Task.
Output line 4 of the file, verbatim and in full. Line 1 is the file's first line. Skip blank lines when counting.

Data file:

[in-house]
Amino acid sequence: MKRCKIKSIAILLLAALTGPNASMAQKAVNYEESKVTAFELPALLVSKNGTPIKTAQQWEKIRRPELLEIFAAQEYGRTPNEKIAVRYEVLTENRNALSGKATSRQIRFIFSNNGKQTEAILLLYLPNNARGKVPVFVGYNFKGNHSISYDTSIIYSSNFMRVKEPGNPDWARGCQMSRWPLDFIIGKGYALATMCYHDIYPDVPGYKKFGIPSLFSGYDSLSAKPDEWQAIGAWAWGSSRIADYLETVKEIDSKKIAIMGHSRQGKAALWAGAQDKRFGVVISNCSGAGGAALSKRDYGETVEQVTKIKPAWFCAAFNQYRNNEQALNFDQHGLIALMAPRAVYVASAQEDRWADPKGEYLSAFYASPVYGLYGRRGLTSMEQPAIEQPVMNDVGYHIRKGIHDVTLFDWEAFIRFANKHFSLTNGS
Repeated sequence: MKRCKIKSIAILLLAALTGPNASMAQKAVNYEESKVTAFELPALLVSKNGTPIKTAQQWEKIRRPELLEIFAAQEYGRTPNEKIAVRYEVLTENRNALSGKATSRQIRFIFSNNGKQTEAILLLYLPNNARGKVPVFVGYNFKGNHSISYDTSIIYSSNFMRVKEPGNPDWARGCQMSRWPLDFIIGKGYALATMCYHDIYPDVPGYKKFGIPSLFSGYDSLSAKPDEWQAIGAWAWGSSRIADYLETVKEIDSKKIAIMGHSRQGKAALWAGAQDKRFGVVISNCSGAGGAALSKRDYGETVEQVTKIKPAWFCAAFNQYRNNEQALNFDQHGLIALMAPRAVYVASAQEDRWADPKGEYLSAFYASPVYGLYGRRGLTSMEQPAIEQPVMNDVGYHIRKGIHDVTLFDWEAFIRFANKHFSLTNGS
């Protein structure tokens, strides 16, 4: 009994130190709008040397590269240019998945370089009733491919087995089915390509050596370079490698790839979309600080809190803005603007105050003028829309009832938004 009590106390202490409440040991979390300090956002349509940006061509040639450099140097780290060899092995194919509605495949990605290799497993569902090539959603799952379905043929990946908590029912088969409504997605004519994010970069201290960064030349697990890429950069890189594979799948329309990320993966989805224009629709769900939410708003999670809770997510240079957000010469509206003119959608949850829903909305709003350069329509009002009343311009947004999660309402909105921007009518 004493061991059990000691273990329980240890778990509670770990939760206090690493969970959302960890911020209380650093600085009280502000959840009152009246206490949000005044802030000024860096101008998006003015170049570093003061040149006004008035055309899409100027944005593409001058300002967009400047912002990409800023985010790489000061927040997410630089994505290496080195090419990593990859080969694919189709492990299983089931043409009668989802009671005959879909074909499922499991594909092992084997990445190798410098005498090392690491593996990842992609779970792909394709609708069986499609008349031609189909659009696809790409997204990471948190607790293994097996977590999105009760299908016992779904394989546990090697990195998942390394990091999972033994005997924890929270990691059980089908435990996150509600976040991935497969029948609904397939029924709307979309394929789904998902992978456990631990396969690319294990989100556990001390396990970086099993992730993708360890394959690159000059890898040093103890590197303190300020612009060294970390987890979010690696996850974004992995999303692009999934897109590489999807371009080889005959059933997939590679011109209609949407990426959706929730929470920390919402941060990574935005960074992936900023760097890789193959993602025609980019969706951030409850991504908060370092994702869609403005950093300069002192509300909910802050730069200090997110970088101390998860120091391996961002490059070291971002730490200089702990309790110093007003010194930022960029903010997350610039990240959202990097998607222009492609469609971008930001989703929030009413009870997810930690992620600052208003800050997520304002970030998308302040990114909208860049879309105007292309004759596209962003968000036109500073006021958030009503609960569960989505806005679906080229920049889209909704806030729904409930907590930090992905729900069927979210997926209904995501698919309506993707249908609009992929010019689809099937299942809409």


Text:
């Protein structure tokens, strides 16, 4: 009994130190709008040397590269240019998945370089009733491919087995089915390509050596370079490698790839979309600080809190803005603007105050003028829309009832938004 009590106390202490409440040991979390300090956002349509940006061509040639450099140097780290060899092995194919509605495949990605290799497993569902090539959603799952379905043929990946908590029912088969409504997605004519994010970069201290960064030349697990890429950069890189594979799948329309990320993966989805224009629709769900939410708003999670809770997510240079957000010469509206003119959608949850829903909305709003350069329509009002009343311009947004999660309402909105921007009518 004493061991059990000691273990329980240890778990509670770990939760206090690493969970959302960890911020209380650093600085009280502000959840009152009246206490949000005044802030000024860096101008998006003015170049570093003061040149006004008035055309899409100027944005593409001058300002967009400047912002990409800023985010790489000061927040997410630089994505290496080195090419990593990859080969694919189709492990299983089931043409009668989802009671005959879909074909499922499991594909092992084997990445190798410098005498090392690491593996990842992609779970792909394709609708069986499609008349031609189909659009696809790409997204990471948190607790293994097996977590999105009760299908016992779904394989546990090697990195998942390394990091999972033994005997924890929270990691059980089908435990996150509600976040991935497969029948609904397939029924709307979309394929789904998902992978456990631990396969690319294990989100556990001390396990970086099993992730993708360890394959690159000059890898040093103890590197303190300020612009060294970390987890979010690696996850974004992995999303692009999934897109590489999807371009080889005959059933997939590679011109209609949407990426959706929730929470920390919402941060990574935005960074992936900023760097890789193959993602025609980019969706951030409850991504908060370092994702869609403005950093300069002192509300909910802050730069200090997110970088101390998860120091391996961002490059070291971002730490200089702990309790110093007003010194930022960029903010997350610039990240959202990097998607222009492609469609971008930001989703929030009413009870997810930690992620600052208003800050997520304002970030998308302040990114909208860049879309105007292309004759596209962003968000036109500073006021958030009503609960569960989505806005679906080229920049889209909704806030729904409930907590930090992905729900069927979210997926209904995501698919309506993707249908609009992929010019689809099937299942809409």